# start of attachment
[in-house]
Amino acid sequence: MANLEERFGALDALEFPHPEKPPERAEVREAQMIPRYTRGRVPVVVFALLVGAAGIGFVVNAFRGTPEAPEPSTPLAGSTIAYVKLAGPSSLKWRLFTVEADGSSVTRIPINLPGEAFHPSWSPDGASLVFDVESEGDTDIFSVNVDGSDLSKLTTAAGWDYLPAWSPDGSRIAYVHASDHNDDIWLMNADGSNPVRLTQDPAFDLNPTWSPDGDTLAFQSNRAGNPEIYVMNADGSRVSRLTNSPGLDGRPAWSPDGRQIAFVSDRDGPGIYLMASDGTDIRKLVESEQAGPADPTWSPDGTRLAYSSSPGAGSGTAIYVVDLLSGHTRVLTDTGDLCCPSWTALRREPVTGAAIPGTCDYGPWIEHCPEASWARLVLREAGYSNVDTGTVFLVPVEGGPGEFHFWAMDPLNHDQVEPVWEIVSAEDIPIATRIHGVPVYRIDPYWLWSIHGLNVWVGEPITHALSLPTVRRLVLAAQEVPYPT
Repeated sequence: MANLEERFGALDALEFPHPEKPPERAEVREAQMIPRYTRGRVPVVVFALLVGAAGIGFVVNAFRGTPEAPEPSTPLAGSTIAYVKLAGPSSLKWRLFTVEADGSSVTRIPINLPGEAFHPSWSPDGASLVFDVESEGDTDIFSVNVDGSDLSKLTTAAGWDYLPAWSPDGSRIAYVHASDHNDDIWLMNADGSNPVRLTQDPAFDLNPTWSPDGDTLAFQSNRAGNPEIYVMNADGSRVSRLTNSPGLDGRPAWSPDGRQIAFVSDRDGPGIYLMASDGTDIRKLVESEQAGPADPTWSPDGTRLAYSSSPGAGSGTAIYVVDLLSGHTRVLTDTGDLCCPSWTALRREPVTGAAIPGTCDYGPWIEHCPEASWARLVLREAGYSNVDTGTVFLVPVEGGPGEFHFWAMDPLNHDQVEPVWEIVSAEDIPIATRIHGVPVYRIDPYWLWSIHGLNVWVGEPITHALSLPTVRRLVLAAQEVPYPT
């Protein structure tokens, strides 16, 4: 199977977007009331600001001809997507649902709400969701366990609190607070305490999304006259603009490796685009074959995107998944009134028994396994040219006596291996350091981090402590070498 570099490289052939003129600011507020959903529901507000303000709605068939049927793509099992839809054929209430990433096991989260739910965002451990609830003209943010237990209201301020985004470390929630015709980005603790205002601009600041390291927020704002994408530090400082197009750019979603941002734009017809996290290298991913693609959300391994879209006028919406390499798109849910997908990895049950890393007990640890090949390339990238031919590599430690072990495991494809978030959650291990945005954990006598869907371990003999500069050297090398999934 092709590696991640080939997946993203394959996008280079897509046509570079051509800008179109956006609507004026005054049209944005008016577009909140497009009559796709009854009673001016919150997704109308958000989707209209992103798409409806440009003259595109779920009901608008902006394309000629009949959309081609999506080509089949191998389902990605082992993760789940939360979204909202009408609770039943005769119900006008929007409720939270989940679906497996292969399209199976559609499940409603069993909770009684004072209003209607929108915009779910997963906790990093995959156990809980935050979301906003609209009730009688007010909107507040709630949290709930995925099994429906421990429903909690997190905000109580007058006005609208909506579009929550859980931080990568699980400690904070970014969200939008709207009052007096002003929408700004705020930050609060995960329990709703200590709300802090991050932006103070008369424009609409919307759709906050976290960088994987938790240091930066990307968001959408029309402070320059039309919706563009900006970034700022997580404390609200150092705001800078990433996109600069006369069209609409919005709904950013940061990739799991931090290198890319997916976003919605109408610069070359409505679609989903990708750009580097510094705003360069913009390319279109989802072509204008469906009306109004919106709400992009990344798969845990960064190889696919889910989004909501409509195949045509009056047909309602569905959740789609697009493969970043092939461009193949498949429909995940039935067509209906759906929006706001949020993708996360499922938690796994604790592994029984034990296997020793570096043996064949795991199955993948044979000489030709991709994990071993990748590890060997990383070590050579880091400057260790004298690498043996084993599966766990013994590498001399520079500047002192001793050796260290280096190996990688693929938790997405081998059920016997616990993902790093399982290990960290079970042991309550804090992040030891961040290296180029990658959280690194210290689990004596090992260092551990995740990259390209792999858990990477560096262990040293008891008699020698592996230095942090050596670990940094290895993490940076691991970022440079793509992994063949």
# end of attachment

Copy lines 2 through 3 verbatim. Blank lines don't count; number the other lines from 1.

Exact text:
Amino acid sequence: MANLEERFGALDALEFPHPEKPPERAEVREAQMIPRYTRGRVPVVVFALLVGAAGIGFVVNAFRGTPEAPEPSTPLAGSTIAYVKLAGPSSLKWRLFTVEADGSSVTRIPINLPGEAFHPSWSPDGASLVFDVESEGDTDIFSVNVDGSDLSKLTTAAGWDYLPAWSPDGSRIAYVHASDHNDDIWLMNADGSNPVRLTQDPAFDLNPTWSPDGDTLAFQSNRAGNPEIYVMNADGSRVSRLTNSPGLDGRPAWSPDGRQIAFVSDRDGPGIYLMASDGTDIRKLVESEQAGPADPTWSPDGTRLAYSSSPGAGSGTAIYVVDLLSGHTRVLTDTGDLCCPSWTALRREPVTGAAIPGTCDYGPWIEHCPEASWARLVLREAGYSNVDTGTVFLVPVEGGPGEFHFWAMDPLNHDQVEPVWEIVSAEDIPIATRIHGVPVYRIDPYWLWSIHGLNVWVGEPITHALSLPTVRRLVLAAQEVPYPT
Repeated sequence: MANLEERFGALDALEFPHPEKPPERAEVREAQMIPRYTRGRVPVVVFALLVGAAGIGFVVNAFRGTPEAPEPSTPLAGSTIAYVKLAGPSSLKWRLFTVEADGSSVTRIPINLPGEAFHPSWSPDGASLVFDVESEGDTDIFSVNVDGSDLSKLTTAAGWDYLPAWSPDGSRIAYVHASDHNDDIWLMNADGSNPVRLTQDPAFDLNPTWSPDGDTLAFQSNRAGNPEIYVMNADGSRVSRLTNSPGLDGRPAWSPDGRQIAFVSDRDGPGIYLMASDGTDIRKLVESEQAGPADPTWSPDGTRLAYSSSPGAGSGTAIYVVDLLSGHTRVLTDTGDLCCPSWTALRREPVTGAAIPGTCDYGPWIEHCPEASWARLVLREAGYSNVDTGTVFLVPVEGGPGEFHFWAMDPLNHDQVEPVWEIVSAEDIPIATRIHGVPVYRIDPYWLWSIHGLNVWVGEPITHALSLPTVRRLVLAAQEVPYPT